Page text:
Lanterns Studio Theatre, London
October 27, 2023
Again compèred by artistic director Jamiel Devernay-Laurence, Ballet Nights’ second programme at the intimate Lanterns Studio Theatre in London’s Docklands was, if anything, even better than the opening edition at the end of September. It was another fine evening of dance up close and personal, if anything, even better than Ballet Nights 001. It was also one where almost everything left a big imprint in the memory; for all the right reasons.
As in all three of the autumn’s Ballet Nights, each half opened with a piano recital by Viktor Erik Emanuel. First came the rather melancholic Ballade No. 4 in F Minor by Frédéric Chopin, then after the interval, the rather brighter, playful, foamy and colourful L’isle joyeuse by Claude Debussy.
First of the dance pieces, Depth of Healing, choreographed and performed by Musa Motha to music by Morena Sefatsa and Brownlee Dlulane. If it has a message, it’s about being yourself and not being afraid to be yourself. The opening floor-based section is full of smooth rolling, twisting movement but also suggests vulnerability and uncertainty. But that feeling melts away as, now standing on his one leg, he discovers what is possible in a graceful dance featuring many jumps and turns. It was quite inspiring.
It was a pleasure to revisit a Of Silence by Andrew McNicol, even if just a pas de deux. Although non-narrative, the excellent Winnie Dias and James Stephens gave hints of drama and emotion in a dance of support for each other.
McNicol Ballet Collective has just announced a brand-new creative residency programme, Compositions & Configurations, offering paid opportunities for composers and choreographers to experiment together in a studio setting at DanceEast, with the Collective’s professional dancers, before embarking on a formal creative process. Following the residency, the plan is to commission at least one choreographer and composer to further develop their work and present it as part of the company’s 2024/2025 season
Choreographer Bella Lewitzky may be relatively unknown in Britain, but the American modern dance pioneer and outspoken champion of artistic freedom, who died in 2004, is noted in US for her technically challenging dances of precise shapes and changing formations.
There was plenty of both in the two movements of her Meta 4 (the title refers to the Greek prefix for ‘change’ or ‘beyond’ as in ‘metamorphosis’) danced by Luke Ahmet, Pierre Tappon, Abigail Attard Montalto, Jenny Hayes of Yorke Dance Project. The two movements are sort of variations on a theme (the unperformed two similarly). Like Robert Xavier Rodríguez’s score for string quartet, the dance has sweep and lyricism, along with the occasional touch of whimsy, especially in one or two unusual lifts and the way fast pattering feet match the pizzicato of the music.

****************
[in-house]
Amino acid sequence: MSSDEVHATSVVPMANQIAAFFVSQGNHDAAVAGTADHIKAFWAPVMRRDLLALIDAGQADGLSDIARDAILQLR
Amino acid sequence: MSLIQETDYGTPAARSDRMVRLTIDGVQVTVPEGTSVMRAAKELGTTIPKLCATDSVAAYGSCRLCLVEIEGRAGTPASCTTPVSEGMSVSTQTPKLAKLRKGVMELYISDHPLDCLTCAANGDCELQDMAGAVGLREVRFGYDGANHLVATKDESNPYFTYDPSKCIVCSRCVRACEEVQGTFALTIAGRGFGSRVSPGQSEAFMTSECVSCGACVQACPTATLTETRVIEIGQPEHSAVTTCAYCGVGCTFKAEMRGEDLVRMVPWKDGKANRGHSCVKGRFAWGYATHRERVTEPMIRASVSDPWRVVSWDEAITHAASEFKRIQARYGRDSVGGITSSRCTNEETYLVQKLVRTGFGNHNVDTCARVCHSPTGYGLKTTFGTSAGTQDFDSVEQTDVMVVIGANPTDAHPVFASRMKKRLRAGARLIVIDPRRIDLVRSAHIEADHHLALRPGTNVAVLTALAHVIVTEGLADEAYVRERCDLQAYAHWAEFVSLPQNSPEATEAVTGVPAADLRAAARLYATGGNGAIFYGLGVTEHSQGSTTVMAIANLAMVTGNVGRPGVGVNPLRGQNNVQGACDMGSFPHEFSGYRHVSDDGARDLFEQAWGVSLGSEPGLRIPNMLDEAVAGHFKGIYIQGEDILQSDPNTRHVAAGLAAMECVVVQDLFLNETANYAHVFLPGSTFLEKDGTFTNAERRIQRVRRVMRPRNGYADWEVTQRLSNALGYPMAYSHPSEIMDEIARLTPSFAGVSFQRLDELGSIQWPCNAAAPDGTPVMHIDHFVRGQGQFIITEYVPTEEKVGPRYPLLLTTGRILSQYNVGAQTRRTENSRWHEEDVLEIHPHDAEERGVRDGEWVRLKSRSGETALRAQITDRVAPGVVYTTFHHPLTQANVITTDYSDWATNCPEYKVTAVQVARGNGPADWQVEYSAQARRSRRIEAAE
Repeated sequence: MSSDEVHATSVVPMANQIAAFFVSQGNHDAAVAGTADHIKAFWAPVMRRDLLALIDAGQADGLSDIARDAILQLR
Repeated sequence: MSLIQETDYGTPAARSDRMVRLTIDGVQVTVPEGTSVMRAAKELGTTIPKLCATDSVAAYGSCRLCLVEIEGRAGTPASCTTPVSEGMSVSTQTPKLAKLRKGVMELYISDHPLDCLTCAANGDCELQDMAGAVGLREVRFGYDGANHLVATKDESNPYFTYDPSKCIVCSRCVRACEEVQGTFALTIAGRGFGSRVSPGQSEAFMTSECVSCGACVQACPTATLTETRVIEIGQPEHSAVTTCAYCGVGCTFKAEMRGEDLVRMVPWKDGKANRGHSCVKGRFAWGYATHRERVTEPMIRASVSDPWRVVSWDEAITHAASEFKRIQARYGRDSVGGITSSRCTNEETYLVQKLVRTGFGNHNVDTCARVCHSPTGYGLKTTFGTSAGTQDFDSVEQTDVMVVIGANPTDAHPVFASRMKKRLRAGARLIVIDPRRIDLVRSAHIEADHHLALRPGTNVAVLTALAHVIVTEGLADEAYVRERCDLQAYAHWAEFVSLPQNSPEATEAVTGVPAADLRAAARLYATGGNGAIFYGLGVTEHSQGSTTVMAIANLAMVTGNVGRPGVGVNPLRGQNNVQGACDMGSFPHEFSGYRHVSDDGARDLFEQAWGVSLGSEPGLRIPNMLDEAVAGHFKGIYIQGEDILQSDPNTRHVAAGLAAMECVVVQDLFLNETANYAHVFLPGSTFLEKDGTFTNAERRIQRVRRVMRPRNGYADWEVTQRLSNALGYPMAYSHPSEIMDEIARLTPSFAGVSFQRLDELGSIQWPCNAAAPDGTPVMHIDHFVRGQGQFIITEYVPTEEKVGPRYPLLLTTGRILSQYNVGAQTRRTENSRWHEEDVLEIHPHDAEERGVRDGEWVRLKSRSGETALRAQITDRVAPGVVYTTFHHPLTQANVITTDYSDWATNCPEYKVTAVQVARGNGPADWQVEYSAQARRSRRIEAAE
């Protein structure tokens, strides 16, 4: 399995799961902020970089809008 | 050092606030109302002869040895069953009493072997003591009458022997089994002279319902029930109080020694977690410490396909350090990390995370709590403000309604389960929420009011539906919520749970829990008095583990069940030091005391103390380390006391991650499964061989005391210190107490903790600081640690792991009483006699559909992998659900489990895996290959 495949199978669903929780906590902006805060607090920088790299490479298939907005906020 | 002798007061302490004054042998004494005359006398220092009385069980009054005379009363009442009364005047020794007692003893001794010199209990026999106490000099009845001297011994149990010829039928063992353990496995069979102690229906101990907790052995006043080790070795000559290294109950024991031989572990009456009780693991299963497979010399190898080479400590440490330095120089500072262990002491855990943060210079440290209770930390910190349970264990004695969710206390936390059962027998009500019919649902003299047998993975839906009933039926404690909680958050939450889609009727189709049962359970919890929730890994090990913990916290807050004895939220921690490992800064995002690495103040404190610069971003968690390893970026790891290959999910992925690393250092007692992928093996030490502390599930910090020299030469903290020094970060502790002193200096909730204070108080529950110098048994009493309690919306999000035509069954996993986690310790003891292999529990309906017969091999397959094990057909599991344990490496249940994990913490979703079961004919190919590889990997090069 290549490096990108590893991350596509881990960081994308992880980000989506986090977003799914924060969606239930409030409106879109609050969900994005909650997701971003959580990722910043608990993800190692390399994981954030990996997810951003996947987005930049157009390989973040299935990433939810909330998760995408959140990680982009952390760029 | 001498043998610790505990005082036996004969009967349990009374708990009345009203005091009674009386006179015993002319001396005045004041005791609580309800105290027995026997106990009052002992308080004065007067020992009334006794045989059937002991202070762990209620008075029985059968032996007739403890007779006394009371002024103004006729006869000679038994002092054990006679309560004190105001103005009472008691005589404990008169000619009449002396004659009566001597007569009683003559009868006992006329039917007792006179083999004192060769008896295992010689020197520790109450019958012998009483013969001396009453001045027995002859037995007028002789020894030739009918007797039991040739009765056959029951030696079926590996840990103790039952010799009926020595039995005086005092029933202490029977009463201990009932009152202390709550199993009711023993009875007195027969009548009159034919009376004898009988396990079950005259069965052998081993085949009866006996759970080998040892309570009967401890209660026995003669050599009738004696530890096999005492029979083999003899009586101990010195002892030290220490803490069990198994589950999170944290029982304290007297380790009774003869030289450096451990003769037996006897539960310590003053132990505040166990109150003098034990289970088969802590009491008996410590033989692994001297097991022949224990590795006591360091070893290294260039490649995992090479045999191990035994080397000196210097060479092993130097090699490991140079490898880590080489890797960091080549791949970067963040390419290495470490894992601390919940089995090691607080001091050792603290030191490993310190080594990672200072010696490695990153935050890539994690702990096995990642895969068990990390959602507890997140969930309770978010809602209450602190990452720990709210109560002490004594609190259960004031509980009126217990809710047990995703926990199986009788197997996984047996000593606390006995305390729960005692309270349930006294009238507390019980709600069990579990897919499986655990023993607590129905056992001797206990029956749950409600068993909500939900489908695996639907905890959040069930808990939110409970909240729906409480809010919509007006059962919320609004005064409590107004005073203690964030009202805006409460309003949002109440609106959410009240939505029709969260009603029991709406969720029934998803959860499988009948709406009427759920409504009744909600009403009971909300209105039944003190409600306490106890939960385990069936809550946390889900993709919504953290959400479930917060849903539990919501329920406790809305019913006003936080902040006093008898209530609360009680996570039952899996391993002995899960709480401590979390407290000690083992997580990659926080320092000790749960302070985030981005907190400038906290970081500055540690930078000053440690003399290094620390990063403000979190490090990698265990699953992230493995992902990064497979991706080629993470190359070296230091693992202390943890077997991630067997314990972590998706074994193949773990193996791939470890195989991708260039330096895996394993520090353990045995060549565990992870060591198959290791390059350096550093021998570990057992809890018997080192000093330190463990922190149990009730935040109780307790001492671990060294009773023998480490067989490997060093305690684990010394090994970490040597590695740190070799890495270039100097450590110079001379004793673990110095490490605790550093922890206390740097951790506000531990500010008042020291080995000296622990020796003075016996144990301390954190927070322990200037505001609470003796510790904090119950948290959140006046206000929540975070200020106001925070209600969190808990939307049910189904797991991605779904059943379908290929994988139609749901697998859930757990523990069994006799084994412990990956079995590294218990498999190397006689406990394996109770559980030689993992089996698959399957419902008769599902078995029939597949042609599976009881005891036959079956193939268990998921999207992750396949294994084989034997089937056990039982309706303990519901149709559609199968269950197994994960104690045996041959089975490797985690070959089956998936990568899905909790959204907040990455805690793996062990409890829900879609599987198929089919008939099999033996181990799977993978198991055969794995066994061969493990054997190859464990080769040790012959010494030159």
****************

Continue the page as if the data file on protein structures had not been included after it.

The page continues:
A recent injury suffered by Steven McRae meant that his planned new work had to be postponed. However, in its place were the ever-popular ‘Stoptime Rag’ and ‘Bethena Waltz’ from Kenneth MacMillan’s Elite Syncopations. I’m sure it helped being so close but I’m not sure that I’ve ever seen so much personality injected into it as did the stars and stripes-clad Constance Devernay-Laurence and Ryoichi Hirano.
Devernay-Laurence returned after the break in Heisei 9, a new short solo created by Jordan James Bridge. Neo-classical in style and on pointe, it packs the steps in with a lot of fast footwork, big extensions and twisting of the hips. The title is Japanese for 1997 and the work draws on that year’s PlayStation role-playing video game, Final Fantasy VII, including using Nobuo Uematsu’s piano soundtrack, that the choreographer admits was a huge part of his childhood. That connection is far from obvious but it really doesn’t matter. It’s another fine piece of choreography by the fast-rising dance-maker.
Utopia (The Way Inside) is concerned very much with the personal story of its choreographer and performer, Yasser D’Oquendo. The movement, a lot o spinning, turning and rolling, appears to connect very much with his self. It’s clearly very personal and seems to come from deep inside. In the first half in particular there’s a lot of looking at, as if reaching back to those close left behind in Cuba
Ballet Nights II closed with two very classy works. First, an excerpt from In The Absence by Pett | Clausen-Knight, a duet of intensely technical physicality. The piece has a strong sense of its two characters trying to find a way. The complex choreography suggests a couple who fears and emotions cause them to struggle to let go, yet who simultaneously want to move on. The depth of feeling conveyed and the partnering of James Pett and Travis Clausen-Knight was outstanding.
Finally, back to the UK premiere of David Dawson’s Metamorphosis 1. Danced to the first part of Philip Glass’ five-part solo piano composition, Metamorphosis, it’s as hypnotic as the music, following it in building in intensity and complexity.
It’s introspective but slowly becomes more intricate. Metamorphosis 1 leaves nowhere to hide, not that Sangeun Lee and Gareth Haw needed it. In the big void that is Lanterns, seemed to float in space. Two perfect beacons of white in the surrounding darkness. Moments of stillness turn suddenly into gorgeous arcs of movement. Arabesques melt. Faultless, dead lifts that were made to look easy. It’s modern, yet still utterly classical and, despite being non-narrative, connects deeply.
It was riveting. Utterly beautiful. A fine end to a fine evening.
Ballet Nights 003 is on November 24 & 25, 2003. For programme details and tickets, click here.